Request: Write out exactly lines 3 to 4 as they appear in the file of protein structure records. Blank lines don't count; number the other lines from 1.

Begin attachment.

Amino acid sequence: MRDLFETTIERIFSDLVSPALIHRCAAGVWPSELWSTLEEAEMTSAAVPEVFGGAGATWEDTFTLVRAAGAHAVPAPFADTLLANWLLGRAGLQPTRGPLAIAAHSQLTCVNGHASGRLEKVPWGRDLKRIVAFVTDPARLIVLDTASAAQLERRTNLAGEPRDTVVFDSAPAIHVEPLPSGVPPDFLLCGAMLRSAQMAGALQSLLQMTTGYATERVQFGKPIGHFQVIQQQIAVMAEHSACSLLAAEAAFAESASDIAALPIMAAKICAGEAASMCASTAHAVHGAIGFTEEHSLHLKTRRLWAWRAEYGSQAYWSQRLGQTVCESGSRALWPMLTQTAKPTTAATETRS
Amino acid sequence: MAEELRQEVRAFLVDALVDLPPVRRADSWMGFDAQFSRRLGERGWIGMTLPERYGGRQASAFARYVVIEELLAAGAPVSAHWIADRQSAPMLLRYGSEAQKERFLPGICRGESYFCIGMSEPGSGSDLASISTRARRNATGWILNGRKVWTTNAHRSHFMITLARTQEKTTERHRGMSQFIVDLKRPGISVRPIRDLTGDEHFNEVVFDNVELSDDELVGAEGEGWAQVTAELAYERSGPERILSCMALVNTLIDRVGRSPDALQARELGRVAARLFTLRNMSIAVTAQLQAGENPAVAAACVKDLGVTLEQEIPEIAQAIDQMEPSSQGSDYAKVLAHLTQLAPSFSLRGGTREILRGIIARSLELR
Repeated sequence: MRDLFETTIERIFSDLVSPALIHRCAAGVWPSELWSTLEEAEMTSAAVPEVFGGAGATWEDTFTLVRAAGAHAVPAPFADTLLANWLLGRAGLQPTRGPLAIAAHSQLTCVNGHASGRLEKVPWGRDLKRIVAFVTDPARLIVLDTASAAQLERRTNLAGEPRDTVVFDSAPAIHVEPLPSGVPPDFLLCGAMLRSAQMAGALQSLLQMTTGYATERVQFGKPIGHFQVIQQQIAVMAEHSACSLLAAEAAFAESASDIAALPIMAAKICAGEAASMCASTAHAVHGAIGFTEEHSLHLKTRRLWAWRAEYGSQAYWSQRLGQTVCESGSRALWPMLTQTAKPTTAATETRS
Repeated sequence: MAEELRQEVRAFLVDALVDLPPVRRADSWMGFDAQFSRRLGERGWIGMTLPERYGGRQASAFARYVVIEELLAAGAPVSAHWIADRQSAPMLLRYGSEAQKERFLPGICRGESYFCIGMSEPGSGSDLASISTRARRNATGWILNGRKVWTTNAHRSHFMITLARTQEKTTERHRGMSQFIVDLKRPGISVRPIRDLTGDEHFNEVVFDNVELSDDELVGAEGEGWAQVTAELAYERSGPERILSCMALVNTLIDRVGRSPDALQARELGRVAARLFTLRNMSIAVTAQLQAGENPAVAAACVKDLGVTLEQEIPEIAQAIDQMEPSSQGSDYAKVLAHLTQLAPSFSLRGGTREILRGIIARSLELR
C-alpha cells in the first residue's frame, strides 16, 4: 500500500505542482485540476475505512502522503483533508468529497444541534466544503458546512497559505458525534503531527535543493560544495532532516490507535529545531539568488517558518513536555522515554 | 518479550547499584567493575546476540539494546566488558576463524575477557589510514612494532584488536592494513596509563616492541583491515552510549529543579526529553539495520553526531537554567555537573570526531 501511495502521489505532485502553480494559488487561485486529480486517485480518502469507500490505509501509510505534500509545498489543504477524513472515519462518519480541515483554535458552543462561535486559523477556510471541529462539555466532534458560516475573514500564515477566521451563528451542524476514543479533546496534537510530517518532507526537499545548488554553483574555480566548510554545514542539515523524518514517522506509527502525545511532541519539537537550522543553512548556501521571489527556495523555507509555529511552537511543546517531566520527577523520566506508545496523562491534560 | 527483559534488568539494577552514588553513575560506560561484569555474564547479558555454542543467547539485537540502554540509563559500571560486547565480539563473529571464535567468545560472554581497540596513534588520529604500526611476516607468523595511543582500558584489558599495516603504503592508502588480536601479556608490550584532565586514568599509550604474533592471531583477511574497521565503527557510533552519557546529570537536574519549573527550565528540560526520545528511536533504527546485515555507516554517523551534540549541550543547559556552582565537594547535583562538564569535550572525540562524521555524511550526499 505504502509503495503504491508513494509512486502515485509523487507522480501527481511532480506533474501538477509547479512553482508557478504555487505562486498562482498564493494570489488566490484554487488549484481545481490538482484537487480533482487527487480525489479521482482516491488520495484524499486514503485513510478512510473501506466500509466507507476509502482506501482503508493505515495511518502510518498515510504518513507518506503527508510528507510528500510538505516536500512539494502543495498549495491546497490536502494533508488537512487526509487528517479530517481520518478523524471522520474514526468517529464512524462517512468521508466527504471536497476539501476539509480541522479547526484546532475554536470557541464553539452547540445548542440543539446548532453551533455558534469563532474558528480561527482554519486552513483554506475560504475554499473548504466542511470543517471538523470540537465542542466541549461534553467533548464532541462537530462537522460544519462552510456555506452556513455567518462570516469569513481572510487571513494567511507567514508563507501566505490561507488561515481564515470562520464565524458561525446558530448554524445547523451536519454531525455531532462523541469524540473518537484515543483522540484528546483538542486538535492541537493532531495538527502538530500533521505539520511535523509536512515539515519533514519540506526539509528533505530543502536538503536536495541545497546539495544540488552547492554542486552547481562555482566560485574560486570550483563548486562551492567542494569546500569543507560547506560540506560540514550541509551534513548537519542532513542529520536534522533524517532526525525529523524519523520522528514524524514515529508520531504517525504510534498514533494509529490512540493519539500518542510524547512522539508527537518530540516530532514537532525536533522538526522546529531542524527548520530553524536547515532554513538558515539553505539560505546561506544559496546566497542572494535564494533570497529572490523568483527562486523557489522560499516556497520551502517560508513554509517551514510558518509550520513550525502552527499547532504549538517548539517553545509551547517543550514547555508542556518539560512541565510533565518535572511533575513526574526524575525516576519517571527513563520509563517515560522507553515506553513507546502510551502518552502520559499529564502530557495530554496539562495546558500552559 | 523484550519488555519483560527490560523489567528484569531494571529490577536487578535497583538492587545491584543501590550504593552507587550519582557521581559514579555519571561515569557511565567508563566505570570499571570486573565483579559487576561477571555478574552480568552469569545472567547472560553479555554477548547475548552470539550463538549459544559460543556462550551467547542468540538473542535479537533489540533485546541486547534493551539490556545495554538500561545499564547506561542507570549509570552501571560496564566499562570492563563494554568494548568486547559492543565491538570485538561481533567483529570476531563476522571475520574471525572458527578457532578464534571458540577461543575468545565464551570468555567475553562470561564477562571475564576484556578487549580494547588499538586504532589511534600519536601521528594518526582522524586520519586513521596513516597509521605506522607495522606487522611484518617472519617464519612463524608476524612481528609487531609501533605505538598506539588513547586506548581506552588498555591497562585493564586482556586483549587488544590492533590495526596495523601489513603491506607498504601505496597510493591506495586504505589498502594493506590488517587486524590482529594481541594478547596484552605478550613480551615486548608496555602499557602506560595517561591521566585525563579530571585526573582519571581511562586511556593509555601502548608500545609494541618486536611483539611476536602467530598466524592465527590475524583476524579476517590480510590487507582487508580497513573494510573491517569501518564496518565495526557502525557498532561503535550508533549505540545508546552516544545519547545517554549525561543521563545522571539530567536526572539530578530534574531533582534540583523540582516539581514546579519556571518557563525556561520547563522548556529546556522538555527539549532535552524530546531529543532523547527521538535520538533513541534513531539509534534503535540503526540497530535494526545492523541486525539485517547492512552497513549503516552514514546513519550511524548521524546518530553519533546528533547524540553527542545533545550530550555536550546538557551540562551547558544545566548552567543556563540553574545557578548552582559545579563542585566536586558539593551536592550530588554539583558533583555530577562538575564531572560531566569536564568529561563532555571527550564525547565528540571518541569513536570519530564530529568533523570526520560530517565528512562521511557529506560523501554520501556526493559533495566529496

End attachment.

Repeated sequence: MRDLFETTIERIFSDLVSPALIHRCAAGVWPSELWSTLEEAEMTSAAVPEVFGGAGATWEDTFTLVRAAGAHAVPAPFADTLLANWLLGRAGLQPTRGPLAIAAHSQLTCVNGHASGRLEKVPWGRDLKRIVAFVTDPARLIVLDTASAAQLERRTNLAGEPRDTVVFDSAPAIHVEPLPSGVPPDFLLCGAMLRSAQMAGALQSLLQMTTGYATERVQFGKPIGHFQVIQQQIAVMAEHSACSLLAAEAAFAESASDIAALPIMAAKICAGEAASMCASTAHAVHGAIGFTEEHSLHLKTRRLWAWRAEYGSQAYWSQRLGQTVCESGSRALWPMLTQTAKPTTAATETRS
Repeated sequence: MAEELRQEVRAFLVDALVDLPPVRRADSWMGFDAQFSRRLGERGWIGMTLPERYGGRQASAFARYVVIEELLAAGAPVSAHWIADRQSAPMLLRYGSEAQKERFLPGICRGESYFCIGMSEPGSGSDLASISTRARRNATGWILNGRKVWTTNAHRSHFMITLARTQEKTTERHRGMSQFIVDLKRPGISVRPIRDLTGDEHFNEVVFDNVELSDDELVGAEGEGWAQVTAELAYERSGPERILSCMALVNTLIDRVGRSPDALQARELGRVAARLFTLRNMSIAVTAQLQAGENPAVAAACVKDLGVTLEQEIPEIAQAIDQMEPSSQGSDYAKVLAHLTQLAPSFSLRGGTREILRGIIARSLELR